Moving toward a proper self-image

By MICHAEL J. BROOKS / Guest Columnist

Lately I discovered a radio station in our area that plays the music of the ’60s, ’70s and ’80s—the really good music—at least in the estimation of us “seasoned citizens.” I heard a song I’d almost forgotten by the late, great Roger Miller. The chorus says, “Dang me, dang me, they ought‘a take a rope and hang me / hang me from the highest tree, Woman, would you weep for me?”

“Dang Me” spent 25 weeks on “Billboard’s” country music chart in 1964.

I can’t seem to get this chorus out of my head. I’ve thought about singing it next time I get shamed at home or work as a way of saying, “OK. I messed up. Pile on!”

The man portrayed in this song is really down on himself.

Some believers approach the Christian life in the same way, insisting we’re rebellious sinners unworthy of God’s love. As Jonathan Edwards exhorted long ago, God justifiably holds us over the flames of hell like a spider on a web. My generation sang Isaac Watt’s classic hymn, “At the Cross,” published in 1707. One of the verses declares, “Would he devote that sacred head, for such a worm as I?” Somewhere along the way the verse was changed in the hymnals our church uses to “for sinners such as I?”

I suppose the image of being a worm was too much for the hymnal publishers.

But all of this is true. We are rebellious sinners unworthy of God’s love. Thus theologians speak of grace. This means we receive God’s love despite our unworthiness: “grace greater than our sin,” as another hymn states.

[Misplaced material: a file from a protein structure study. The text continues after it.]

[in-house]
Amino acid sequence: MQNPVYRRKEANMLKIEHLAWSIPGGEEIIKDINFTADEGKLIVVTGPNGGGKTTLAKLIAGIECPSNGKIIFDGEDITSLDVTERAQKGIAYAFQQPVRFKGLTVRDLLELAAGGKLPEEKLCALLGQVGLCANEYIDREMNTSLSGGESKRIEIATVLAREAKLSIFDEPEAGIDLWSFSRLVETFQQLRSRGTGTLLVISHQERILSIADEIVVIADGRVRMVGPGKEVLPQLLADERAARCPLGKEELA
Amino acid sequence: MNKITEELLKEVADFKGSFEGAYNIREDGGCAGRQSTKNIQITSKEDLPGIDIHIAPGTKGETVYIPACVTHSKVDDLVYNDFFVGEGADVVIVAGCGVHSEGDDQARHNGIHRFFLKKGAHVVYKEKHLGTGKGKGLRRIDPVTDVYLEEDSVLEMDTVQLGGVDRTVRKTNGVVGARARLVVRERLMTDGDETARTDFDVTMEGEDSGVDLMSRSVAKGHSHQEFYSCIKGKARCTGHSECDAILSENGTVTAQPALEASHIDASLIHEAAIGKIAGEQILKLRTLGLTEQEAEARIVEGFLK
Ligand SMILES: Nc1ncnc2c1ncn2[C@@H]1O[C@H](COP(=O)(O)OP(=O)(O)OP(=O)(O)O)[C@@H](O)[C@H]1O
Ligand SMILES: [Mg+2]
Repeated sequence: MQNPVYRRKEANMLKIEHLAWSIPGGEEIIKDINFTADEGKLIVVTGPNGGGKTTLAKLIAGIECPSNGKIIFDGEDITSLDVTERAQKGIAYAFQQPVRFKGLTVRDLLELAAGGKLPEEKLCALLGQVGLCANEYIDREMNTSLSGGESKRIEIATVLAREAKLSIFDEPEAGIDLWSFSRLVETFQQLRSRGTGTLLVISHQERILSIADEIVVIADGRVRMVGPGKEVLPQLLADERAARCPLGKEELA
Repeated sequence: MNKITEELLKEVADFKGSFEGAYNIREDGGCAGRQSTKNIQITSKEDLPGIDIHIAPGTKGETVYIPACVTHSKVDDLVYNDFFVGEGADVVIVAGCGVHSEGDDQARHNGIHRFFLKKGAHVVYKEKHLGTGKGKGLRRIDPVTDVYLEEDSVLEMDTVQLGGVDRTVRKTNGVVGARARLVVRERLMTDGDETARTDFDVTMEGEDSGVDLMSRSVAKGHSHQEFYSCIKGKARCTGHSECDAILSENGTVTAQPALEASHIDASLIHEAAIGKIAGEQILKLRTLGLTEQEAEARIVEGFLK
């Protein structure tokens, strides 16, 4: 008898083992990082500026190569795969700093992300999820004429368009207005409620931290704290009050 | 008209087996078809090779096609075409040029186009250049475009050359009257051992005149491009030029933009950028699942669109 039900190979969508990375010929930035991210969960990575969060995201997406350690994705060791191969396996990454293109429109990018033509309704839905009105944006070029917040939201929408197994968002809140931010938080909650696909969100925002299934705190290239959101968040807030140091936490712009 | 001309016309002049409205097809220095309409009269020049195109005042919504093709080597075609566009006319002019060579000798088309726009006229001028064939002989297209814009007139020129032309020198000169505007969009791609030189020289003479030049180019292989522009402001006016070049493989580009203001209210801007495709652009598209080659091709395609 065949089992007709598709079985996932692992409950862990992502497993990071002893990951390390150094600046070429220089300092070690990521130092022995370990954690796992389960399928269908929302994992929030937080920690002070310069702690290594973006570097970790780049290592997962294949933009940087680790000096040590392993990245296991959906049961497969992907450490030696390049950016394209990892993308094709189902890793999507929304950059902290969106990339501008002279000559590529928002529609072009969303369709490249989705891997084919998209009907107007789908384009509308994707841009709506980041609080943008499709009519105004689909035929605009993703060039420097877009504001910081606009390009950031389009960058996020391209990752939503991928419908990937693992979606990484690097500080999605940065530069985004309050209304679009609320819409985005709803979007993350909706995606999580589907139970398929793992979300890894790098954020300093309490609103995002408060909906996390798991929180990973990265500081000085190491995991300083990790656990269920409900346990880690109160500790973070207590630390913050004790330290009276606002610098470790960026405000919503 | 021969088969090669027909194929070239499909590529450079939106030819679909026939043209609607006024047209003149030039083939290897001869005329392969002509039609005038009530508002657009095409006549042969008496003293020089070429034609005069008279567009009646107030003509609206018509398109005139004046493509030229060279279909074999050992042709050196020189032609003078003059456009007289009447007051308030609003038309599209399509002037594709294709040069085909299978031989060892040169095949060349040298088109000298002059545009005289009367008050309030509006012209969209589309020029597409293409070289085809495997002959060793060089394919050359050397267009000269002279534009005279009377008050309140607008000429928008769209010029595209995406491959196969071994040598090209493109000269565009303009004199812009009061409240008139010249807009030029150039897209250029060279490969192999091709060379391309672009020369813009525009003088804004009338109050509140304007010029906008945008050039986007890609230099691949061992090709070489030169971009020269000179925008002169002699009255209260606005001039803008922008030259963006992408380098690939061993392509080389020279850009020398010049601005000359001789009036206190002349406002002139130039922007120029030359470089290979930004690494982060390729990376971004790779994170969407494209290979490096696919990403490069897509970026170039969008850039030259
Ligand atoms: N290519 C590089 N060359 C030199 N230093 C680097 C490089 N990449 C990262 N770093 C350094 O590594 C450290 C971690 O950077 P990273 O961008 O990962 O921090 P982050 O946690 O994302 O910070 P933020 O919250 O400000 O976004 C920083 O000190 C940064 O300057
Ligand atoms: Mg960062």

On the other end of the theological spectrum is the scriptural teaching that God created us. Everything that he made he pronounced good, including man and woman. Psalm 139 declares each person was purposely “knit together in our mother’s womb,” and Psalm 8 declares we were “made a little lower than God and crowned with glory and honor.” The King James translators couldn’t conceive of such an amazing concept, so they used “angels” in verse 5. However, the Hebrew word is “Elohim,” one of several names for God in the Old Testament.

So we have two polarities on the spectrum of self-image. On the one hand, we’re marred by our lifetime of bad choices and willful rebellion. We fall short. On the other hand, we’re God’s good handiwork, made deliberately and lovingly by him, created in his image.

How do we maintain a proper self-image? Maybe self-concept is a balancing act. We avoid a prideful attitude at all costs, for pride leads to destruction, but we rejoice that He declares us worthy to have fellowship with him.

Reflections is a weekly devotional column written by Michael J. Brooks, pastor of the Siluria Baptist Church in Alabaster. The church’s website is Siluriabaptist.com.